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Whooping cough bacterium evolving in Australia, research shows

Whooping cough bacterium evolving in Australia, research shows

The bacterium that causes whooping cough, Bordetella pertussis , has changed in Australia — most likely in response to the vaccine used to prevent the disease — with a possible reduced effectiveness of the vaccine as a result, a new study shows. A UNSW-led team of researchers analyzed strains of Bordetella pertussis from across Australia and found that many strains no longer produce a key surface protein called pertactin Continue reading

MRI pinpoints region of brain injury in some concussion patients

MRI pinpoints region of brain injury in some concussion patients

Researchers using information provided by a magnetic resonance imaging (MRI) technique have identified regional white matter damage in the brains of people who experience chronic dizziness and other symptoms after concussion. The findings suggest that information provided by MRI can speed the onset of effective treatments for concussion patients. The results of this research are published online in the journal Radiology Continue reading

MRI pinpoints region of brain injury in some concussion patients

MRI pinpoints region of brain injury in some concussion patients

Researchers using information provided by a magnetic resonance imaging (MRI) technique have identified regional white matter damage in the brains of people who experience chronic dizziness and other symptoms after concussion. The findings suggest that information provided by MRI can speed the onset of effective treatments for concussion patients. The results of this research are published online in the journal Radiology Continue reading

Experimental blood test spots recurrent breast cancers, monitors response to treatment

Experimental blood test spots recurrent breast cancers, monitors response to treatment

Johns Hopkins Kimmel Cancer Center investigators report they have designed a blood test that accurately detects the presence of advanced breast cancer and also holds promise for precisely monitoring response to cancer treatment. Continue reading

We’re over the hill at 24, study says

We’re over the hill at 24, study says

It’s a hard pill to swallow, but if you’re over 24 years of age you’ve already reached your peak in terms of your cognitive motor performance, according to a new Simon Fraser University study. SFU’s Joe Thompson, a psychology doctoral student, associate professor Mark Blair, Thompson’s thesis supervisor, and Andrew Henrey, a statistics and actuarial science doctoral student, deliver the news in a just-published PLOS ONE Journal paper Continue reading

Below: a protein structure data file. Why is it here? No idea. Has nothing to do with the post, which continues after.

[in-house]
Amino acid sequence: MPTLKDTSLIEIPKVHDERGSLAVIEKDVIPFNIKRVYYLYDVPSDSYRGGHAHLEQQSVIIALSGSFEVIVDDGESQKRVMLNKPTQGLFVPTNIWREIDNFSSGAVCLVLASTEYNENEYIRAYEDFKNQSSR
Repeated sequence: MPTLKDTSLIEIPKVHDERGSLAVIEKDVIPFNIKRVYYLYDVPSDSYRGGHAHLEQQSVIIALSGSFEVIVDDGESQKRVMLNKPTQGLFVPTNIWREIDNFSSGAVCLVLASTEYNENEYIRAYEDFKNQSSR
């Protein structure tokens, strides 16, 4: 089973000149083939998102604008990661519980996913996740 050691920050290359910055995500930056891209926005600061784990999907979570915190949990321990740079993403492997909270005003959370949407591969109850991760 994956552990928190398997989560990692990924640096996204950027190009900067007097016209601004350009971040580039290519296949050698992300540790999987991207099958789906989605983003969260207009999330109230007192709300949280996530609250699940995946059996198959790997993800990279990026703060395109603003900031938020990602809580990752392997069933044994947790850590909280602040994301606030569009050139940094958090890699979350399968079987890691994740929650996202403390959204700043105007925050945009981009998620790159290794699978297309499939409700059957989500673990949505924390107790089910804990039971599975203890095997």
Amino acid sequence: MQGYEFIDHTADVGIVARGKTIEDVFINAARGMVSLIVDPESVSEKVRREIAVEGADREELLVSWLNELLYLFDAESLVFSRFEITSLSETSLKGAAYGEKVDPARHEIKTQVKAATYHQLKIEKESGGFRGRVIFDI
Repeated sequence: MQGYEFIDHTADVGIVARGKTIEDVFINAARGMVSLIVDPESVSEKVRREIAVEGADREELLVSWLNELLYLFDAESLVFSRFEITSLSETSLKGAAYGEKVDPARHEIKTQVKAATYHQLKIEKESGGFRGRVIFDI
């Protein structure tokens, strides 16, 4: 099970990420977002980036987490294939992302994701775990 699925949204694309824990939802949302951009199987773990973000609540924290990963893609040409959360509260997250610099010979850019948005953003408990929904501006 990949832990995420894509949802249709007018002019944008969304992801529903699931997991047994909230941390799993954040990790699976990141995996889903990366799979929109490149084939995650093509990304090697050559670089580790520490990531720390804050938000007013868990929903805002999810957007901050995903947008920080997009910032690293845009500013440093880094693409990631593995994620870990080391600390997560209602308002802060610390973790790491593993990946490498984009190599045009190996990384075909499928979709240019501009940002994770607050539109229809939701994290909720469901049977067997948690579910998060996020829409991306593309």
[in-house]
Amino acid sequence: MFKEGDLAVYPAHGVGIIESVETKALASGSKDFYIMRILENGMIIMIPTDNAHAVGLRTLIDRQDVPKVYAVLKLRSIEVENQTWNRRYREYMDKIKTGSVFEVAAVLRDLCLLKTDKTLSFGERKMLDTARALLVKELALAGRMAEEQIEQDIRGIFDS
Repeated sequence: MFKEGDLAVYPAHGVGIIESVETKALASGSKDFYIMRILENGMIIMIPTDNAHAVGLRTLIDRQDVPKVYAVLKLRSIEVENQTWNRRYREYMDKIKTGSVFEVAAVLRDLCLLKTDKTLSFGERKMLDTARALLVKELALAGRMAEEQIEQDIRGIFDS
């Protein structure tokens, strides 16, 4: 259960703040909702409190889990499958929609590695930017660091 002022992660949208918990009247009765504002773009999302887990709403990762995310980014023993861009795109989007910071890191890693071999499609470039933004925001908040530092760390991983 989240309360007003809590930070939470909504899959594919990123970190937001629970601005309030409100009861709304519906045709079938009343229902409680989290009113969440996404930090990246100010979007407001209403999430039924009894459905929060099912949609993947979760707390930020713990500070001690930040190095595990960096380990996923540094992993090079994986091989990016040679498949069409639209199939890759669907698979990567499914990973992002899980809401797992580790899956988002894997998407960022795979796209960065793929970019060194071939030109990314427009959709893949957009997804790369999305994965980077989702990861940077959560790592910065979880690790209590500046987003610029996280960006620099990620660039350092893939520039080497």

Young dads at high risk of depression, too

Young dads at high risk of depression, too

Depression can hit young fathers hard — with symptoms increasing dramatically during some of the most important years of their children’s lives, a new Northwestern Medicine® study has found. Continue reading

Young dads at high risk of depression, too

Young dads at high risk of depression, too

Depression can hit young fathers hard — with symptoms increasing dramatically during some of the most important years of their children’s lives, a new Northwestern Medicine® study has found. Continue reading

How nerve cells flexibly adapt to acoustic signals

How nerve cells flexibly adapt to acoustic signals

How nerve cells flexibly adapt to acoustic signals: Depending on the input signal, neurons generate action potentials either near or far away from the cell body. Continue reading

How nerve cells flexibly adapt to acoustic signals

How nerve cells flexibly adapt to acoustic signals

How nerve cells flexibly adapt to acoustic signals: Depending on the input signal, neurons generate action potentials either near or far away from the cell body. Continue reading

Tumor-suppressor connects with histone protein to hinder gene expression

Tumor-suppressor connects with histone protein to hinder gene expression

A tumor-suppressing protein acts as a dimmer switch to dial down gene expression. It does this by reading a chemical message attached to another protein that’s tightly intertwined with DNA, a team led by scientists at The University of Texas MD Anderson Cancer Center reported at the AACR Annual Meeting 2014. The findings, also published in the journal Nature on April 10, provide evidence in support of the “histone code” hypothesis Continue reading